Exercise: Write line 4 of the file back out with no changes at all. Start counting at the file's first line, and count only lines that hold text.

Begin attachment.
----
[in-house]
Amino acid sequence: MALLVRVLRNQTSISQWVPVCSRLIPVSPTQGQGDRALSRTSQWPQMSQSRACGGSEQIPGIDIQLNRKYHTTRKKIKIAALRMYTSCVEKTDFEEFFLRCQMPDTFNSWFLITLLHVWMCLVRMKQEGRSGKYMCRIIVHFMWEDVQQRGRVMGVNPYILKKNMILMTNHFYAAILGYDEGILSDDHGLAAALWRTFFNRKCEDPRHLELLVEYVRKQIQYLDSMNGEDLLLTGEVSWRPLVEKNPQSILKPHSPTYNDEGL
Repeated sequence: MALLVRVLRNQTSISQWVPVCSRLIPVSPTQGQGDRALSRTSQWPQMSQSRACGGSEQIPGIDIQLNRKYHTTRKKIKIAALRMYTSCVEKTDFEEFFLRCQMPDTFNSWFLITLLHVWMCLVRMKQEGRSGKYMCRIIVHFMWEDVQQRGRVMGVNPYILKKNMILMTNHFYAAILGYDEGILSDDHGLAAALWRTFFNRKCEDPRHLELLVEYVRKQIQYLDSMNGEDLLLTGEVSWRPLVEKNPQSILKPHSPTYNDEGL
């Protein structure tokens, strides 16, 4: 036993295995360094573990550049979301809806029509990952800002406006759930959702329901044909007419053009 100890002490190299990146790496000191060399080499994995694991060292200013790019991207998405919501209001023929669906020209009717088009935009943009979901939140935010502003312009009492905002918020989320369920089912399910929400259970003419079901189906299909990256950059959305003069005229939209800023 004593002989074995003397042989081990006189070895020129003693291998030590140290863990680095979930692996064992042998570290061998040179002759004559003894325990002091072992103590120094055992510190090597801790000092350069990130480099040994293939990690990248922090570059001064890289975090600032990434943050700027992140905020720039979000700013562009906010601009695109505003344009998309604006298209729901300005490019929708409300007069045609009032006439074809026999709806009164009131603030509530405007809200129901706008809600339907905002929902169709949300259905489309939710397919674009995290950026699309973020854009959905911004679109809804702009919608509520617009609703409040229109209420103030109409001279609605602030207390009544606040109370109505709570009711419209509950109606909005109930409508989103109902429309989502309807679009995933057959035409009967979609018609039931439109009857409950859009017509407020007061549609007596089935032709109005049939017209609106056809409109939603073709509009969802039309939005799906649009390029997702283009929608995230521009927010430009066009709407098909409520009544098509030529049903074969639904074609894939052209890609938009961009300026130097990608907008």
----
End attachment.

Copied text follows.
């Protein structure tokens, strides 16, 4: 036993295995360094573990550049979301809806029509990952800002406006759930959702329901044909007419053009 100890002490190299990146790496000191060399080499994995694991060292200013790019991207998405919501209001023929669906020209009717088009935009943009979901939140935010502003312009009492905002918020989320369920089912399910929400259970003419079901189906299909990256950059959305003069005229939209800023 004593002989074995003397042989081990006189070895020129003693291998030590140290863990680095979930692996064992042998570290061998040179002759004559003894325990002091072992103590120094055992510190090597801790000092350069990130480099040994293939990690990248922090570059001064890289975090600032990434943050700027992140905020720039979000700013562009906010601009695109505003344009998309604006298209729901300005490019929708409300007069045609009032006439074809026999709806009164009131603030509530405007809200129901706008809600339907905002929902169709949300259905489309939710397919674009995290950026699309973020854009959905911004679109809804702009919608509520617009609703409040229109209420103030109409001279609605602030207390009544606040109370109505709570009711419209509950109606909005109930409508989103109902429309989502309807679009995933057959035409009967979609018609039931439109009857409950859009017509407020007061549609007596089935032709109005049939017209609106056809409109939603073709509009969802039309939005799906649009390029997702283009929608995230521009927010430009066009709407098909409520009544098509030529049903074969639904074609894939052209890609938009961009300026130097990608907008």